The Constitution guarantees that procedures taking away liberties cannot be vague or indeterminate. This “due process” guarantee implies that laws must be clearly written.
Dimaya challenged the law on which his deportation order was based as too vague, and the Supreme Court supported him. The Court ruled the definition “crime of violence” in the Immigration and Nationality Act is too vague.
Dimaya had been convicted of two first-degree burglaries. The judge reviewing whether he should be deported considered whether he qualified as having committed a “crime of violence.” The INA says a crime of violence is a felony offense that “by its nature” involves a “substantial risk” that physical force may be used.
In siding with Dimaya, the Court analyzed the law in light of a recent ruling it had made.
In Johnson v. United States (2015), the Court ruled a provision of the Armed Career Criminal Act was too vague. That provision, it said, was very similar to this one – and they are both too vague on which to base a grave outcome.
The ACCA provision defined a “violent felony” as one “involving conduct that involves a serious potential risk of physical injury to another.”
Writing for the majority, Justice Kagan reasoned:
When judges consider the definition (for both the INA and ACCA definitions), they must determine what the ordinary “nature” of the crime is. For example, in regards to a burglary, what does the “ordinary” case look like? Is it a silent burglary that never encounters anyone nor uses physical force? Or the wild burglary that involves physical force and harms people? Then, the judge must determine whether that ordinary case involves a substantial risk of physical force.
Kagan said this double-indeterminacy is problematic. It was problematic for the ACCA definition, and it’s problematic in the INA now.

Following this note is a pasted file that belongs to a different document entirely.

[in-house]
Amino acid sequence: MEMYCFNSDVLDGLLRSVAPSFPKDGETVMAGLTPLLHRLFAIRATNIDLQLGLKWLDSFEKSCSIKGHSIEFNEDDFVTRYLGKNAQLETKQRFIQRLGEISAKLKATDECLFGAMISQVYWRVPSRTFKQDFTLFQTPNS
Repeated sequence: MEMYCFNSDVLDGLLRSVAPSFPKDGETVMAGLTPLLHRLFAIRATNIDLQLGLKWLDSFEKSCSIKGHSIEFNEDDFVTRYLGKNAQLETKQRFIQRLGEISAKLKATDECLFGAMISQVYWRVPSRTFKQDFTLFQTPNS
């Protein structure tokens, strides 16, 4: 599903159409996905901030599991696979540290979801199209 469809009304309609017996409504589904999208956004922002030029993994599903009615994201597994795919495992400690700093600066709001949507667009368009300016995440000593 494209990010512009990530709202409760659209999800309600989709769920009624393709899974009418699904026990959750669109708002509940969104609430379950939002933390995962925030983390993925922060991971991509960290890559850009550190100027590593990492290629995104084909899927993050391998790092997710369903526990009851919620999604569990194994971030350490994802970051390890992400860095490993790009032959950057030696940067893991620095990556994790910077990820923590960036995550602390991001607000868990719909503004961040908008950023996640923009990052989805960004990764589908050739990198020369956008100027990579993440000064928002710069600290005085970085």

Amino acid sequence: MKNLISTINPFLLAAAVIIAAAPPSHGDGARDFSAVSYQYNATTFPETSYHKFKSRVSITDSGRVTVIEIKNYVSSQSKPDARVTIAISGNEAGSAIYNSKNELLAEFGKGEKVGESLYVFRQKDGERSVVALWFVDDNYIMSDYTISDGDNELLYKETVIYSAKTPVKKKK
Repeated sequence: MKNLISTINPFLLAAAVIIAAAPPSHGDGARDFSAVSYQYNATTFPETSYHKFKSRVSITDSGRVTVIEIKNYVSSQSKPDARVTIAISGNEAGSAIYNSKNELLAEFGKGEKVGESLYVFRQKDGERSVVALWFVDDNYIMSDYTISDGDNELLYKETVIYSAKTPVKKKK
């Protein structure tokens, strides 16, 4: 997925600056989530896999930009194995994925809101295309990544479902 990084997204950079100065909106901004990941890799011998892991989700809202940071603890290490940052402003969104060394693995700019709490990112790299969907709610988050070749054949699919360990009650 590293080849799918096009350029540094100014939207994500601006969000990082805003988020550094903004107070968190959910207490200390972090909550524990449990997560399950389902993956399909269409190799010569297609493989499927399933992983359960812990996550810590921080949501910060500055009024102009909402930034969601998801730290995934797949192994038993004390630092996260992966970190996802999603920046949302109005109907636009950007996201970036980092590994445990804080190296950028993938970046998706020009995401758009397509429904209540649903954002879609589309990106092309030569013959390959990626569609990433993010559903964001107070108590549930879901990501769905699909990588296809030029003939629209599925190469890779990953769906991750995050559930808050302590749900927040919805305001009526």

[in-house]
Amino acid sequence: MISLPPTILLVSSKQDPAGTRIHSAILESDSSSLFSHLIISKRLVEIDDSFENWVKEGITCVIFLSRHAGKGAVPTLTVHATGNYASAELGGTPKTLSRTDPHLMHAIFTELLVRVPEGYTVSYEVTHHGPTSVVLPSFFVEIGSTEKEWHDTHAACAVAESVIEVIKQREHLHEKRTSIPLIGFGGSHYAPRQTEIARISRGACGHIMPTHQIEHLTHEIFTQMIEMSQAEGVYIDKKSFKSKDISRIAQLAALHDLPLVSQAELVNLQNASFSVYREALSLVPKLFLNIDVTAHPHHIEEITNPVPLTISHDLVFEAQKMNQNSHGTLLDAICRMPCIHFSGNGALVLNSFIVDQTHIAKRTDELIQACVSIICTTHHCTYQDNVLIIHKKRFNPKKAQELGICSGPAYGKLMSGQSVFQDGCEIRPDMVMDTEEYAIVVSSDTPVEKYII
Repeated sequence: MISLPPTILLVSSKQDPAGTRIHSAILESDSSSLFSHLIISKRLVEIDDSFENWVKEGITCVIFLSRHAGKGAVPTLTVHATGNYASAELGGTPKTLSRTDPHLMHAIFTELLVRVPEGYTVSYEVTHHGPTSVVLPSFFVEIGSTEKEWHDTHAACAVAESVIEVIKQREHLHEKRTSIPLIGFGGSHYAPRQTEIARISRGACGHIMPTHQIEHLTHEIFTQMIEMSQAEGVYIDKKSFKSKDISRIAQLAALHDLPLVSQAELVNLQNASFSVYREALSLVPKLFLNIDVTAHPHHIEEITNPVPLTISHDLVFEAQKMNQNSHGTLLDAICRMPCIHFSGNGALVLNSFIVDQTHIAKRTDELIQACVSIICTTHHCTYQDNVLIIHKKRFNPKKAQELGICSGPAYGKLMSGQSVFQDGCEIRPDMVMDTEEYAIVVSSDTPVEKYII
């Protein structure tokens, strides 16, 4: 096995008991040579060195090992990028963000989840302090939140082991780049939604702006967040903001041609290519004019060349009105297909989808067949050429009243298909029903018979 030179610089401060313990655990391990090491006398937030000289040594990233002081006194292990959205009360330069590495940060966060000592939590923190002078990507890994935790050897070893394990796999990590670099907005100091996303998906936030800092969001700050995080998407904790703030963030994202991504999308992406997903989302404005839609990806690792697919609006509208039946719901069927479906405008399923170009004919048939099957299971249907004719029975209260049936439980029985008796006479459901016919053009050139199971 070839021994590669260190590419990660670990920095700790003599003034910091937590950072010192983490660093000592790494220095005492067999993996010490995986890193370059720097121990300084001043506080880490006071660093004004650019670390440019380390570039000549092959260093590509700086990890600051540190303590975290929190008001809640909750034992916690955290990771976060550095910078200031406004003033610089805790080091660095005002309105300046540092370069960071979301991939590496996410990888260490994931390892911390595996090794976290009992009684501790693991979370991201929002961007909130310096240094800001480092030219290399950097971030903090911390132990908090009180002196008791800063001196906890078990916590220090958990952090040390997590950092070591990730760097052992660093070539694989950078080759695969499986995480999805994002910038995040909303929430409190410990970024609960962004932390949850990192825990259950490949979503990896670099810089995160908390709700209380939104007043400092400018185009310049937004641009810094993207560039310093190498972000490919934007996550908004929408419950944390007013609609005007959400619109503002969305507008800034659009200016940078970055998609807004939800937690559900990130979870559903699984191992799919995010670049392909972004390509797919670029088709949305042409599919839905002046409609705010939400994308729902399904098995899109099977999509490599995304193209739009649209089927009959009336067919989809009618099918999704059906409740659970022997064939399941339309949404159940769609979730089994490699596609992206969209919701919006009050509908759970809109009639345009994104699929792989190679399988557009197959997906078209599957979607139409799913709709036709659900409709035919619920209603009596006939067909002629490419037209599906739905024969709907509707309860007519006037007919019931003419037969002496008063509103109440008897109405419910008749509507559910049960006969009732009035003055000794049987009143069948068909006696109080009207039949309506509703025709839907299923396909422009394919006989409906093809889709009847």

Thus, the court ruled Dimaya cannot be deported based on the INA definition.
Kagan’s majority decision had the support of 5 Justices, but several other Justices wrote separately to add their points/disagreements.
Justice Gorsuch, who agreed in the judgment and in most of Kagan’s reasoning, wrote separately to emphasize the importance of Due Process and fair notice. According to Gorsuch, the same strict rule against vagueness should apply to civil cases generally – not just the cases with grave results like deportation.
The government had argued that the strict rule against vagueness should only apply in the criminal context. It said that deportation laws – being civil – should not be held to the same standards of determinacy. Kagan’s response relied on a 1951 Supreme Court ruling (Jordan v. De George) in which the Supreme Court already ruled deportation is grave enough to have the same vagueness standards required in the criminal context. Gorsuch went farther than that; he said all civil laws should be held to the same strict standards of being clear and definite and giving fair notice.
In dissent, Chief Justice Roberts says the INA definition in this case is not indefinite in the way that the ACCA provision was in Johnson. He argues (in many more words) that it’s really not that hard to visualize whether a certain offense carries a risk of physical force and that the wording of the INA provision helps judges in their analysis more than the ACCA provision that the Court ruled too vague.
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